Appeal launched Thug whose girlfriend took her own life after assaults says six-month sentence is "too harsh"
The young woman took her own life after he terrorised her and dumped her barefoot at side of road
This is the twisted woman beater jailed for a series of terrifying assaults on his partner who tragically took her own life shortly after.
Anthony Cauldwell was jailed for just six months, but he feels even that is too harsh for his crimes and is currently out on bail as he waits to appeal the sentence.
Cowardly Cauldwell, of Drumbreda Gardens in Armagh, launched a sickening attack on his then partner last July.
After grabbing her by the throat a couple of times he then tried to drive off but his young partner tried to stop him as she was concerned he’d harm himself as he’d been drinking.
Boozed-up Cauldwell then got a kitchen knife and went on a terrifying drive with his partner forced to sit in the passenger seat while he dished out threats to her.
When she made a desperate attempt to get him to pull over so she could get out, the 27-year-old thug dragged her out of the car by her waist – only stopping his assault when a third party challenged him.
Cauldwell drove off in the car, leaving his petrified partner by the roadside in her bare feet with cuts to her knees and a bruise over her eye.
Enniskillen Magistrates Court, sitting in Omagh, was told how the young woman had struggled to deal with her ordeal and soon after took her own life.
In a tear-jerking victim impact statement, his victim’s mother revealed how her 20-year-old daughter had suffered from pains, depression and even hair loss in the aftermath of the assaults.
Her mother told how her daughter “often suffered night terrors during which she would wake screaming from sweat-soaked sheets reliving the harrowing ordeal she experienced”.
On Wednesday the Sunday World called at Cauldwell’s door to ask if he felt any remorse about his actions.
Standing in his dressing gown and smoking a cigarette, cocky Cauldwell invited us to come back for an interview in half an hour.
However, other family members appeared at the door and told us he wouldn’t be speaking to anyone until after his appeal had been heard.
According to his Facebook status, Cauldwell posted about being in a new relationship with another woman two months after his victim had taken her life.
Cauldwell was appearing for sentencing on possession of an offensive weapon and two counts of common assault against the young Portadown woman, having denied all charges until the case was due to be contested.
In the victim impact statement read out to the court the mother wrote: “This victim personal statement should be composed by my daughter, but she’s no longer with us. After the events of July 14, 2019, my beloved daughter took her own life – on October 9, 2019.
“The attack left her with cuts to her eyes and painful bruises to her body. This left it difficult for her to rest and sleep. She became very depressed and the stress caused her to suffer from alopecia.
“In the weeks after the attack, depression, alopecia and lack of sleep caused her to withdraw from her friends and social interaction.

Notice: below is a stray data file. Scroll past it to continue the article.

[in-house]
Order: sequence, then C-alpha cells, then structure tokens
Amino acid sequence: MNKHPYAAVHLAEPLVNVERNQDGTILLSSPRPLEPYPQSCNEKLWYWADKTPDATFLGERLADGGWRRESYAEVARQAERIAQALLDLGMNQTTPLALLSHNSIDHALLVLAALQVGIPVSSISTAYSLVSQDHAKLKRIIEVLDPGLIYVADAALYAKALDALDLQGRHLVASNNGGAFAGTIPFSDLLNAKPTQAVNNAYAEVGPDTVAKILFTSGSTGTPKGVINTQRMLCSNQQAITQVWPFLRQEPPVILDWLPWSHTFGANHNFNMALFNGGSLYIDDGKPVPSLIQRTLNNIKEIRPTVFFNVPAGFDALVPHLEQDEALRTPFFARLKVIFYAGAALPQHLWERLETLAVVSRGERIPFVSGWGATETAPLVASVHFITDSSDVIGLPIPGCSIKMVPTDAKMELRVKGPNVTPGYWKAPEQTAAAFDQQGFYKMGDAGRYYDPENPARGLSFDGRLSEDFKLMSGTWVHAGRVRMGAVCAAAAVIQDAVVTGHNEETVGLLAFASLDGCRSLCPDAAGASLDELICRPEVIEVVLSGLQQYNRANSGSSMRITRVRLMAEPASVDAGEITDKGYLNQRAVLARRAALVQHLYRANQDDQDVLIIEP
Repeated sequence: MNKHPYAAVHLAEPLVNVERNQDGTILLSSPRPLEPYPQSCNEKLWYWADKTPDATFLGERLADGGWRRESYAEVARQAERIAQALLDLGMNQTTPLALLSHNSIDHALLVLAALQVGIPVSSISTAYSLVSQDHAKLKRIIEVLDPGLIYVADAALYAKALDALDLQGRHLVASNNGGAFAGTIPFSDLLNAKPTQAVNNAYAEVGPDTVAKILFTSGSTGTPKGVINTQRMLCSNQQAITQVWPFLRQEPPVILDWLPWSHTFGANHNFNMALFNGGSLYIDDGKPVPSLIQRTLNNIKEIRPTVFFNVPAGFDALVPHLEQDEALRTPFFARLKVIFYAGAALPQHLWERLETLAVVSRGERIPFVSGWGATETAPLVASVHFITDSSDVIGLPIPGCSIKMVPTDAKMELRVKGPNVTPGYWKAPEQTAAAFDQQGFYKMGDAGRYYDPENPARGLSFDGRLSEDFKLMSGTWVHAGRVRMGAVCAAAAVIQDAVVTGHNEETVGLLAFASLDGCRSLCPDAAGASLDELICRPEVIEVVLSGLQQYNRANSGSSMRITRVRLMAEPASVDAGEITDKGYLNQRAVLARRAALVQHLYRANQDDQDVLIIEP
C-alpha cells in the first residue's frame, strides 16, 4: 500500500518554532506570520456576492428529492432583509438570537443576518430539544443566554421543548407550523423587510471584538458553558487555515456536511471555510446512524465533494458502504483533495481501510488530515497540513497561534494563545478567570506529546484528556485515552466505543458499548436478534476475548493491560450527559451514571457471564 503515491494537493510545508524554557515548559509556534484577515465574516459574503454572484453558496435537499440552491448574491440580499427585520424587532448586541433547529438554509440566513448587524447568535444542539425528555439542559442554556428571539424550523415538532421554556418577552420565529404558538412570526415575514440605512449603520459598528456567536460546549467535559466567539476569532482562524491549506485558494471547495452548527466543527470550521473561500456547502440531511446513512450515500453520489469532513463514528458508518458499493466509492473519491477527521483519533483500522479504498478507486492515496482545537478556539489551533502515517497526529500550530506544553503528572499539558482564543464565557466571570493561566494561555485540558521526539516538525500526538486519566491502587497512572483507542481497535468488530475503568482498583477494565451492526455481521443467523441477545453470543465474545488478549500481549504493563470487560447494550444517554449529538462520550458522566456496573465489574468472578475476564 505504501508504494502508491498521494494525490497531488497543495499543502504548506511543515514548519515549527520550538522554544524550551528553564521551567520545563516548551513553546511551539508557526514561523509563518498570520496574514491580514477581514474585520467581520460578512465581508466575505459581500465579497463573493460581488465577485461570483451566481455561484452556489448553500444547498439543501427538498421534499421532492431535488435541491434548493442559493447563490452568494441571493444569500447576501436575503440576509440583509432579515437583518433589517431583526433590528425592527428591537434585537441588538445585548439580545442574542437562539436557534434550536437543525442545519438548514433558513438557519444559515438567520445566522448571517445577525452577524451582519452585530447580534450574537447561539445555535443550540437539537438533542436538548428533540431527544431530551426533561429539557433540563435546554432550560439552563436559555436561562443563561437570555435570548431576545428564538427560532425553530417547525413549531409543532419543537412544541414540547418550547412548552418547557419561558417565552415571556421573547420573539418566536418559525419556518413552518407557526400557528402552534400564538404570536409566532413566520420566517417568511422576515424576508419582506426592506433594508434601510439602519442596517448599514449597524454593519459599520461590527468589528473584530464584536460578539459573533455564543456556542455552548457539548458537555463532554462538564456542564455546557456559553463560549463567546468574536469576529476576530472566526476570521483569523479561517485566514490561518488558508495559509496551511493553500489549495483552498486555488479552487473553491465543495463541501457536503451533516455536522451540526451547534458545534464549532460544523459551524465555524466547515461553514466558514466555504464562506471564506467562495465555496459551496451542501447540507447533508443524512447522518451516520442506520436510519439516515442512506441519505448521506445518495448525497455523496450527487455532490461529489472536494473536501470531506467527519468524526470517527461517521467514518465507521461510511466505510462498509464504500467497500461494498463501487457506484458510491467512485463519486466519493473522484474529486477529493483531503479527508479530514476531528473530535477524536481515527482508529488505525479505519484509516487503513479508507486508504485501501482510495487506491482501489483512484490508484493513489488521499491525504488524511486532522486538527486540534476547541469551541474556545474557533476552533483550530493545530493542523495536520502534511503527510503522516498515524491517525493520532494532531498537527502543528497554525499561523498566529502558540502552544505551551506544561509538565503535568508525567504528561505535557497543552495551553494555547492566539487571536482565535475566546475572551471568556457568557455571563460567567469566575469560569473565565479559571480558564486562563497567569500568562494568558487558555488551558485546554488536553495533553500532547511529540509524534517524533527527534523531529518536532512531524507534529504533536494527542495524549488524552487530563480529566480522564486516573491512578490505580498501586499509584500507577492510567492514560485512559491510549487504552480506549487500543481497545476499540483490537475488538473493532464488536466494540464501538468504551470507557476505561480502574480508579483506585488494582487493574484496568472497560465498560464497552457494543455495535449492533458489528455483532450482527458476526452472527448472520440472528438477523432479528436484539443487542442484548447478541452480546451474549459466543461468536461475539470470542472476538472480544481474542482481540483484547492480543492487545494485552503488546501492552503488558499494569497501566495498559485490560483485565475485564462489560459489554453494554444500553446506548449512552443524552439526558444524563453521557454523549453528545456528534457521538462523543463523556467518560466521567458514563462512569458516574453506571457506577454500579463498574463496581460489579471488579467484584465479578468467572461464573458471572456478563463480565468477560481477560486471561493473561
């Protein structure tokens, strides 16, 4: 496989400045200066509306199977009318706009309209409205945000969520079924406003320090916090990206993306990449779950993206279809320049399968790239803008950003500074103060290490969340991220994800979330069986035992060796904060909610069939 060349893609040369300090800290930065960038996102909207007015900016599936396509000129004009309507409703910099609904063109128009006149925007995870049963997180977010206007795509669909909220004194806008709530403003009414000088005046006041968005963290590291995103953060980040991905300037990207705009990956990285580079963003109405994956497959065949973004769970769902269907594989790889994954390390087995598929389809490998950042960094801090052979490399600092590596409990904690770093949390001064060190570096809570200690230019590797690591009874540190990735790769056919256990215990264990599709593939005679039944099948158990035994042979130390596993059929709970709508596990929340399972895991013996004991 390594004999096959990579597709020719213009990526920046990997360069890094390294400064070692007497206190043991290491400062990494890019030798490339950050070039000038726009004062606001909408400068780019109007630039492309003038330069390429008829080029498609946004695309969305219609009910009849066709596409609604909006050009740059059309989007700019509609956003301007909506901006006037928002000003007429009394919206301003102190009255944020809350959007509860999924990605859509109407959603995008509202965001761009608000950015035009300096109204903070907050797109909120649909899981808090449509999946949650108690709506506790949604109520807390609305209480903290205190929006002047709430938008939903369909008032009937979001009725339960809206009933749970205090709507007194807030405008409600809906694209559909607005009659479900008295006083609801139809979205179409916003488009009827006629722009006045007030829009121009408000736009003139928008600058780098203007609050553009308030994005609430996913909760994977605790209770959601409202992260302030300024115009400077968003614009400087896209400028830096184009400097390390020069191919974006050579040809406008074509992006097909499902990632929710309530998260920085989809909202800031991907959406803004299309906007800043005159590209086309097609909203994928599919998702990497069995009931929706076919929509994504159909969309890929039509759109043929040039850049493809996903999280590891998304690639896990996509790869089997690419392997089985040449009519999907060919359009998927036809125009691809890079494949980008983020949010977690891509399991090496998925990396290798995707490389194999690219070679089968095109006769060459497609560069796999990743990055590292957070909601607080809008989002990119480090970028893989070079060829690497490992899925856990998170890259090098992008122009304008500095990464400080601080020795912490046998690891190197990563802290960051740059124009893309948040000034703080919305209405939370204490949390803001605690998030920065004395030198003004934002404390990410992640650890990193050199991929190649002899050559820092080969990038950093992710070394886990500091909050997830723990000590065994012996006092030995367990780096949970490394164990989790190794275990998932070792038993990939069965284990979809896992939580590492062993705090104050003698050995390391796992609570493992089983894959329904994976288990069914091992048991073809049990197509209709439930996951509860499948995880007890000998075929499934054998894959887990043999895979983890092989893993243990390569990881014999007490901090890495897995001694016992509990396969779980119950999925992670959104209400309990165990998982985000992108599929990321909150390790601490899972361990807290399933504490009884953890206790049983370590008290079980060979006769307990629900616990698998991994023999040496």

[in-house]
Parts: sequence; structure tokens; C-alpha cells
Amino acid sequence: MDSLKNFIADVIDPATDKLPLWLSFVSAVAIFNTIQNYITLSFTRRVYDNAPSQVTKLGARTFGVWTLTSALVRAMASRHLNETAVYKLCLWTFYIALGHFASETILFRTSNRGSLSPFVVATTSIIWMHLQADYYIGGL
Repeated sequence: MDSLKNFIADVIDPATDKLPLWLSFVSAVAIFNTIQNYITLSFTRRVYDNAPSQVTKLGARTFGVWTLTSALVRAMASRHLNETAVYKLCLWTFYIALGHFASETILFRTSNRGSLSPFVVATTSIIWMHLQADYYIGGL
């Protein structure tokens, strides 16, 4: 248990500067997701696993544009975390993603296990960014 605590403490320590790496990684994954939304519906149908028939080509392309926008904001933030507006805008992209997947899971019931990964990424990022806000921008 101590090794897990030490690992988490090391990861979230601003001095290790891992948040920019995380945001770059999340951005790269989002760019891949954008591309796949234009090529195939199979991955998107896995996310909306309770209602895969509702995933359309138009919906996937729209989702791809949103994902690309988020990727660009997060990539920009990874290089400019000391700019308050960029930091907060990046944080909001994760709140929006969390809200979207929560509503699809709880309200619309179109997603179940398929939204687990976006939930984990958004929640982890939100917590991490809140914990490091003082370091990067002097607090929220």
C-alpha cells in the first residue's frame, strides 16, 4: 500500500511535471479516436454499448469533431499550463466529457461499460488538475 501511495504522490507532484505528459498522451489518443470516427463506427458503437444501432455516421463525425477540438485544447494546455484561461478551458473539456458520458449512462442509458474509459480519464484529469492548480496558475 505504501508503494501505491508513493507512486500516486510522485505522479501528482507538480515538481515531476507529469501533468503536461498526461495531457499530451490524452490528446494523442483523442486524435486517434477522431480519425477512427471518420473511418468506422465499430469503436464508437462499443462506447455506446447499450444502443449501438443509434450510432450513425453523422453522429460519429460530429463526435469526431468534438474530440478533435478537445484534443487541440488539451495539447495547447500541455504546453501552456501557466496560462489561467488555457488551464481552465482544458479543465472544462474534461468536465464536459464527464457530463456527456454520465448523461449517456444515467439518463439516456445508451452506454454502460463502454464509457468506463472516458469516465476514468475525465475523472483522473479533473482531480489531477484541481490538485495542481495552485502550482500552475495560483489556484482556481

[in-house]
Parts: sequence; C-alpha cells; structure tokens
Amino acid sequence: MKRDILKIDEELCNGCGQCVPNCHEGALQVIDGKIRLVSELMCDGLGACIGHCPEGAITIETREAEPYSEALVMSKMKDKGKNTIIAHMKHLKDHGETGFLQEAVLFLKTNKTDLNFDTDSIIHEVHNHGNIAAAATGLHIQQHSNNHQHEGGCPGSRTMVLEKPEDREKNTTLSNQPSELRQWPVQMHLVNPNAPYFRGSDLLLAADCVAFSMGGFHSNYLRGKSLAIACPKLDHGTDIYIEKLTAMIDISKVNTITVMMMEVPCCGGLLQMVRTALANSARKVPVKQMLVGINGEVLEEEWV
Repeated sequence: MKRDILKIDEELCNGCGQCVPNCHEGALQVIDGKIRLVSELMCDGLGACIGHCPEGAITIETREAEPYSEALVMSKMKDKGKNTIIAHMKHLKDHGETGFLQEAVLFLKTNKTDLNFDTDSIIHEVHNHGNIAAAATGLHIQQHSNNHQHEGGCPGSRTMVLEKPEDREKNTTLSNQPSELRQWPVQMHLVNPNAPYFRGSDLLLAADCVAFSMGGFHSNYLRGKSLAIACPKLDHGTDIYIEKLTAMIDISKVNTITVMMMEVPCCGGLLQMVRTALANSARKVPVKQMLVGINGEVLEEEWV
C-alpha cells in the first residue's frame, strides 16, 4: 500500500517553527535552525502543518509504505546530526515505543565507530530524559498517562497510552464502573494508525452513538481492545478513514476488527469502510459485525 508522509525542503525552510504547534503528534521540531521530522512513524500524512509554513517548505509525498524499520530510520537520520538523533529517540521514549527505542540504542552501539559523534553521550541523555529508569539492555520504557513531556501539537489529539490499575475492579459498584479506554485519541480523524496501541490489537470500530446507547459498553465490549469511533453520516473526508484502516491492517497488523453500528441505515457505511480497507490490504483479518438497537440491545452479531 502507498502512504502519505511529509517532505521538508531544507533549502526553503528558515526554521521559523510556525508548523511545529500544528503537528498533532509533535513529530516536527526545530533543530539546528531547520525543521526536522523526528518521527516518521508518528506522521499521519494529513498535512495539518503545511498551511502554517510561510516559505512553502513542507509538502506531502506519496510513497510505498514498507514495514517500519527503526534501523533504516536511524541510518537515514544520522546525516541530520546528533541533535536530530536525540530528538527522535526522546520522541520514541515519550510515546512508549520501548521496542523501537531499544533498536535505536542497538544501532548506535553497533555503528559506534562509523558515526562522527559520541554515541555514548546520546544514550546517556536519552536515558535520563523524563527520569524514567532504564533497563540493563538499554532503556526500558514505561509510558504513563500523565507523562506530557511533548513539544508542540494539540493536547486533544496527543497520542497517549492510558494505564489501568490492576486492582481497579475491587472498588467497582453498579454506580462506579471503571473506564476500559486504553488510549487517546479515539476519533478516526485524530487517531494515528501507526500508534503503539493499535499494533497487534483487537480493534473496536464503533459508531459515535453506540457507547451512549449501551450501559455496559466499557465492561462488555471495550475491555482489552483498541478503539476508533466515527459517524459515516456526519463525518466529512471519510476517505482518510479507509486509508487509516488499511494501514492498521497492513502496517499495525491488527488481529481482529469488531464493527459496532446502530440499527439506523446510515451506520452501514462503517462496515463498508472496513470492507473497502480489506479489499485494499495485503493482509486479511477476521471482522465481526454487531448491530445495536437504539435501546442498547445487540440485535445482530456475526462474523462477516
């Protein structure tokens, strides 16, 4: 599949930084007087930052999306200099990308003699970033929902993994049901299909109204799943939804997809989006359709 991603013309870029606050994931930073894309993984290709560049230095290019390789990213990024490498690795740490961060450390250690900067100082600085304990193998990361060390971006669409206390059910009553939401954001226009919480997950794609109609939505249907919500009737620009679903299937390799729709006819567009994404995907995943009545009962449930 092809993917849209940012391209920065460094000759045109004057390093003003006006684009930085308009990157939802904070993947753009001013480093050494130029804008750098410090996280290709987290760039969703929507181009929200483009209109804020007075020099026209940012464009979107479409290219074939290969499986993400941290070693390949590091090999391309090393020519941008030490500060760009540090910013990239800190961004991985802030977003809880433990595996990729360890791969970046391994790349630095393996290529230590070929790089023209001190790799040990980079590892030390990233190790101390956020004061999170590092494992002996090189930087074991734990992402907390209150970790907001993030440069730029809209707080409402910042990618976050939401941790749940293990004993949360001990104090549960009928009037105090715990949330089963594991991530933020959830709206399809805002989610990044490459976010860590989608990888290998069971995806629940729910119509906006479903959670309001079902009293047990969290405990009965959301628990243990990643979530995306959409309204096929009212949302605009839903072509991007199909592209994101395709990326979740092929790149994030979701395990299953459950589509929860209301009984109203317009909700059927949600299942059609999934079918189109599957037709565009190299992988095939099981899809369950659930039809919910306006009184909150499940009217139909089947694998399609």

“She became terrified at the prospect of leaving the house on the occasions when she managed to get to sleep she often suffered night terrors, during which she would wake screaming from sweat-soaked sheets reliving the harrowing ordeal she experienced.”
She said her daughter had been the victim of “intimidation on social media” which included a photo in which Cauldwell is shown “wielding an axe”, which prosecution provided to the judge.
The victim’s mother added: “I have been left bereft of my daughter, one of my best friends. The children she would have had and the precious moments that we would have shared together over the years that were to come.
“Her father is left heartbroken and will never have the opportunity to walk her down the aisle; her siblings have lost a wonderful sister and friend. We pray for the strength to continue on, without her.”
Defence barrister Scott McWhinney said the photo of his client with an axe had been posted not by Cauldwell but by a friend.
The barrister told the court the defendant’s only previous convictions had related to motoring matters and that he was currently carrying out an apprenticeship to become a baker.
He also stated: “I would note the contents of the victim impact statement by the injured party’s mother. I would ask your worship not to draw too stringent a connection between the tragic turn of events.”
District Judge Keown stated: “The probation report... highlights a number of concerns that they have such a lack of victim awareness and empathy, and lack of responsibility for your actions, as well as a list of other issues of concern that probation have in relation to your involvement in these offences.”
He continued: “In terms of the assault guidelines there are aggravating features. You had a weapon in your possession at the time of the second assault, which the victim knew.
“In the first assault, those attempted strangulation and these offences obviously occur in the context of domestic violence.
“There’s also, in my view, additional degradation of the victim or set it in the aggravating factors by the fact that she was effectively dumped barefooted on the side of the road and far from home.”
Cauldwell was sentenced to six months in prison and released on bail to appeal.